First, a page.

We go to Disney 1-2 times a year. DVC is a downright no way, no how, not ever for us. We still have access to DVC properties, and have stayed at one and explored the grounds of others, and there are plenty of options to rent points/weeks from owners.

    The accommodations side of a trip to Disney World often represent the most low hanging fruit for savings and flexibility. Us buying DVC would be like giving up our saving money superpower. It’d be like Superman getting a kryptonite necklace because the salesman (lex Luther), said it looked good on him in the store.

    We are just too good at saving money on our Disney trips, and the off site resorts around Disney are just plain better than their Disney alternatives. And if you want to stay at Disney properties, there’s plenty of ways to do that considerably cheaper than purchasing DVC from Disney. The Orlando area is saturated with incredible options as far as vacation accommodations. Why pay $30k to have access to paying $1,000+ a year just to have access to a resort in Orlando?

    But the theming! The pools! Yeah, sure, DVCs are pretty, and their pool areas can be solid to great. But they can be bested by properties all over Orlando that can be had for less cash or downright free with points. And DVC rooms are smaller and less thoughtful in their designs than staying at a comparable timeshare unit at a property like Wyndham Bonnet Creek, or Holiday Inn Club Vacations at Orange Lakes. And by the way, the multiple pool complexes are better at those facilities as well.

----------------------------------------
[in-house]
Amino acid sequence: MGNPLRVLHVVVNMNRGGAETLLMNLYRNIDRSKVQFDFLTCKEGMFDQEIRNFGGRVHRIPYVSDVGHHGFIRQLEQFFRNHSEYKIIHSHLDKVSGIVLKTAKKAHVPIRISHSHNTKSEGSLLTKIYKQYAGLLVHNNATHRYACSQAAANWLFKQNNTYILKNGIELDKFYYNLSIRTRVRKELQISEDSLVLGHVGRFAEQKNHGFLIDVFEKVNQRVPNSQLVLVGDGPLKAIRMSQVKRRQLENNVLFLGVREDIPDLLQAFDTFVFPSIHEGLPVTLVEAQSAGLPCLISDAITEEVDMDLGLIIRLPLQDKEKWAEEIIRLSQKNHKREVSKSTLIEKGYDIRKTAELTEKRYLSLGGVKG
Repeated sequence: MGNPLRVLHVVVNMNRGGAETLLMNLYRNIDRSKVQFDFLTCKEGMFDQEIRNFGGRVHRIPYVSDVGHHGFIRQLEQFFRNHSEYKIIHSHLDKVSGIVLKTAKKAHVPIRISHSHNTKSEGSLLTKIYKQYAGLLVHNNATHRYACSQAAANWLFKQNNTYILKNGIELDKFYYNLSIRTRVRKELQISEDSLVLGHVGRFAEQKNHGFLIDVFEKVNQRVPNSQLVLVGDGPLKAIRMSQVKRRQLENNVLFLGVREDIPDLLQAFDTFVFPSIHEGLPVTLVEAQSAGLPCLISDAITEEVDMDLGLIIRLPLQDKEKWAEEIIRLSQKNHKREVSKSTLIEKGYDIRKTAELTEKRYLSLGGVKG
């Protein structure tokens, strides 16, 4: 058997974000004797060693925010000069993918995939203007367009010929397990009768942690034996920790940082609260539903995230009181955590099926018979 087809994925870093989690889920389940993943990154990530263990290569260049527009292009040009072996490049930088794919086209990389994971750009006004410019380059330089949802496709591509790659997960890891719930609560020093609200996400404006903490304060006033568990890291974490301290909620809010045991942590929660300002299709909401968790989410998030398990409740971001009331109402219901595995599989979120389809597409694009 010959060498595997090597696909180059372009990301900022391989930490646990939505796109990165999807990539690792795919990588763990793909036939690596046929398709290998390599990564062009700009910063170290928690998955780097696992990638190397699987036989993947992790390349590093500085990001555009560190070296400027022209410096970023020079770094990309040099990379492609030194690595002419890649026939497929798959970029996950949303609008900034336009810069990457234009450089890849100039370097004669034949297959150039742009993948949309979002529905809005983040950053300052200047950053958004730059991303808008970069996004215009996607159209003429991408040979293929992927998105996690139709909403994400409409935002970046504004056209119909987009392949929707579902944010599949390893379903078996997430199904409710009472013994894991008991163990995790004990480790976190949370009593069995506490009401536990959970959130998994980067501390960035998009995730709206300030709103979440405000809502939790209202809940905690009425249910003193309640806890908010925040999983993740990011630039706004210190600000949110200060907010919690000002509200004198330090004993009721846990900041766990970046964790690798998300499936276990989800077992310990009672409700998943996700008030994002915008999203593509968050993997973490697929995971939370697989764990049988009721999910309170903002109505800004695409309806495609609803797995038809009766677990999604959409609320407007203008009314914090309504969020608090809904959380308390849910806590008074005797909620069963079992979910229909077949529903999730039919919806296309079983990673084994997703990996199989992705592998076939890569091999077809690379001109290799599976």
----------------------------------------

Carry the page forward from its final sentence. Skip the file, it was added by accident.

I’d love to stay at Animal Kingdom Lodge sometime. It’s a singular experience that no one else can recreate. But I don’t need a DVC timeshare to try it out. Even paying for separate rooms for a large family at the non timeshare part of Animal Kingdom Lodge would be a better financial decision than buying a DVC. The same goes for buying into the location, amenities, and service of any of the monorail resorts. Just pay cash for a few rooms for a few nights for your fam at one of the 3, but for gooodness sake everyone, please don’t pay or finance $30k for vacations when Nancy and Liana are giving you the tools to do these vacations for super cheap. Even if you ignore everything on this site and others like it, you still are better off not financing a timeshare purchase.